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Archive for the ‘wildlife’ Category

I hear cicadas all of the time—it is hard to ignore that background buzzing noise. It is rare, however, for me to get an unobstructed view of one.

I spotted this cicada perched on a branch overhanging a pond on Friday at Occoquan Bay National Wildlife Refuge. I couldn’t tell for sure if it was still alive. It was not moving, but it simply may not have detected my presence. While it was great to capture an image of this cool insect, I particularly like how the water in the background turned out—those wispy cloud-like whites were a nice bonus.

cicada

© Michael Q. Powell. All rights reserved

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Despite the light rain that was falling, I decided to go on a photo walk yesterday morning at Occoquan Bay National Wildlife Refuge. Most of the smaller birds seemed to have taken shelter in the trees, but I was thrilled to catch a glimpse of a couple of raptors that were perched prominently in the open. It was an interesting contrast to spot an American Kestrel (Falco sparverius), one of the smallest raptors in our area, and a Bald Eagle (Haliaeetus leucocephalus), one of the largest.

The sky was really overcast, so there was not enough light to reveal all of the wonderful detail of these powerful birds. Still, it was nice to be able to capture some images of birds.

Before too long the number of insects will start to diminish and my blog will become increasingly populated by birds. I figure that for another month or so, though, insects will continue to be featured most often, which is good news for some viewers and bad news for others.

American Kestrel

Bald Eagle

© Michael Q. Powell. All rights reserved

 

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Milkweed plants provide a wonderful habitat for all kinds of creatures, including this Large Milkweed Bug (Oncopeltus fasciatus) that I spotted earlier this week at Green Spring Gardens. These  bugs go through a fascinating series of physical transformations as they move though different nymph phases. A little over six years ago, I studied these bugs  pretty closely and documented their stages of development in a posting that I called Life phases of the large milkweed beetle. Be sure to check it out for more information and fascinating photos of these colorful little bugs.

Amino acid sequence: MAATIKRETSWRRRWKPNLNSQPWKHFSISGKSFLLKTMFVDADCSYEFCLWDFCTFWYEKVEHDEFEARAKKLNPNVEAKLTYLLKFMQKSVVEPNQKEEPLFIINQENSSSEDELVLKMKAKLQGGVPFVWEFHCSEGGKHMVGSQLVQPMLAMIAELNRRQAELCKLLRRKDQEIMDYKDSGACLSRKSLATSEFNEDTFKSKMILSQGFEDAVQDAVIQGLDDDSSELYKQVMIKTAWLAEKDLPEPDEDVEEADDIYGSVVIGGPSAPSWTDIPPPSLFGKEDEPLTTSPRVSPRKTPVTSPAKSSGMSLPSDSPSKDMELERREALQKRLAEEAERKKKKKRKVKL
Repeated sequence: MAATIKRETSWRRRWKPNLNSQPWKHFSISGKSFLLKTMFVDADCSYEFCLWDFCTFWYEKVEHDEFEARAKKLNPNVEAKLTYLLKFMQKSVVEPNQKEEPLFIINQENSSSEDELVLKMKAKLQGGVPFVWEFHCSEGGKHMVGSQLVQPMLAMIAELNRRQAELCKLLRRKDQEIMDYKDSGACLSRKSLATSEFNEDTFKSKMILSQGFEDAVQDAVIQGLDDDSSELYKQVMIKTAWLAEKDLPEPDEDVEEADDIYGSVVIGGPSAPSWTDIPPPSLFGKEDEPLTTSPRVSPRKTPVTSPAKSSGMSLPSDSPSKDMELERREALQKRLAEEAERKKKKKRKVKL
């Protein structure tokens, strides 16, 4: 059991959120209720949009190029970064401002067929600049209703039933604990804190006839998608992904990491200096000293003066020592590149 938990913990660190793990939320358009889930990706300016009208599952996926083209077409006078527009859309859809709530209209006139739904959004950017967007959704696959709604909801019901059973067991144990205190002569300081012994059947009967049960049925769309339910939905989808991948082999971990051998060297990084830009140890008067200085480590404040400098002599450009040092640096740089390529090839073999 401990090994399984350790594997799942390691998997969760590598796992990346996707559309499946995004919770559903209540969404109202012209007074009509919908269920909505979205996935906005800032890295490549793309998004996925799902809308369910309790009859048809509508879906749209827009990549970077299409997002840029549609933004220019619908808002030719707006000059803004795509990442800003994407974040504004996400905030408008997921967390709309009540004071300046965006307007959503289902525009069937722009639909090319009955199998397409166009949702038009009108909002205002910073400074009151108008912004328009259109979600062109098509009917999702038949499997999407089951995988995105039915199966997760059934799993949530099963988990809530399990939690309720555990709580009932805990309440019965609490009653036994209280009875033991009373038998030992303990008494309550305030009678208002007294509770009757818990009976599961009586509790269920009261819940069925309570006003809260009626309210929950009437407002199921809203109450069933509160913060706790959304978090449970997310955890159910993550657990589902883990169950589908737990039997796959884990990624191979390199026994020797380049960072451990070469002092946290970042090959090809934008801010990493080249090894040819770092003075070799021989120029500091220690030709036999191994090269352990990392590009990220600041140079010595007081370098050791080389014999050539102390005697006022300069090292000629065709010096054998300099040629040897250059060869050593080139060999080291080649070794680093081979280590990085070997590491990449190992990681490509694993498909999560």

I really like the combination of colors in this simple shot, colors that remind me a little of Christmas. However, I doubt that anyone would choose to feature this image on their annual Christmas card. 🙂

Large Milkweed Bug

© Michael Q. Powell. All rights reserved

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Today I decided to feature two butterflies that I have seen over the past week. I saw them at different times and at different places, so normally I would not put them together in a posting.

I was struck, however, by the contrast between the two of them. One of them, a Viceroy butterfly (Limenitis archippus), is brightly colored and hard to miss. The other, a Cabbage White (Pieris rapae) is so pale and nondescript that many people don’t notice it at all or dismiss it as being “only” a moth.

Beauty speaks to people in individual deeply personal ways. I find these two butterflies to be equally beautiful.

What do you think? Instinctively do you find one of these two to be more beautiful than the other?

Of course, there is no “right” answer. It seems to me that beauty is almost always subjective rather than universal. Our assessments of beauty tend to be influenced by a whole host of internal factors including our mood, personality, and background as much as by the external characteristics of the subject being considered.

Viceroy butterfly

Cabbage White butterfly

© Michael Q. Powell. All rights reserved

 

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Normally I don’t do consecutive blog posts of the same subject, but I got such an overwhelmingly positive response yesterday to my images of Ruby-throated Hummingbirds (Archilochus colubris) that I decided to post a few more. All of these hummingbirds, the only species found in the eastern part of the US, will probably depart soon to winter in a warmer climate, so I figure I better take advantage of this opportunity while I have it.

The best chance to snap a photo of a hummingbird is when it hovers to gather nectar (or when it is perched), but I managed to capture the first image as the hummingbird was zooming on by. I love its body position.

From an artistic perspective, the second image is my favorite. The background is simplified and less cluttered than in other images and the bright color of the flowers really grabs the viewer’s eyes. The slightly blurred wings are in a wonderful position and help to emphasize the sense that the hummingbird is in motion.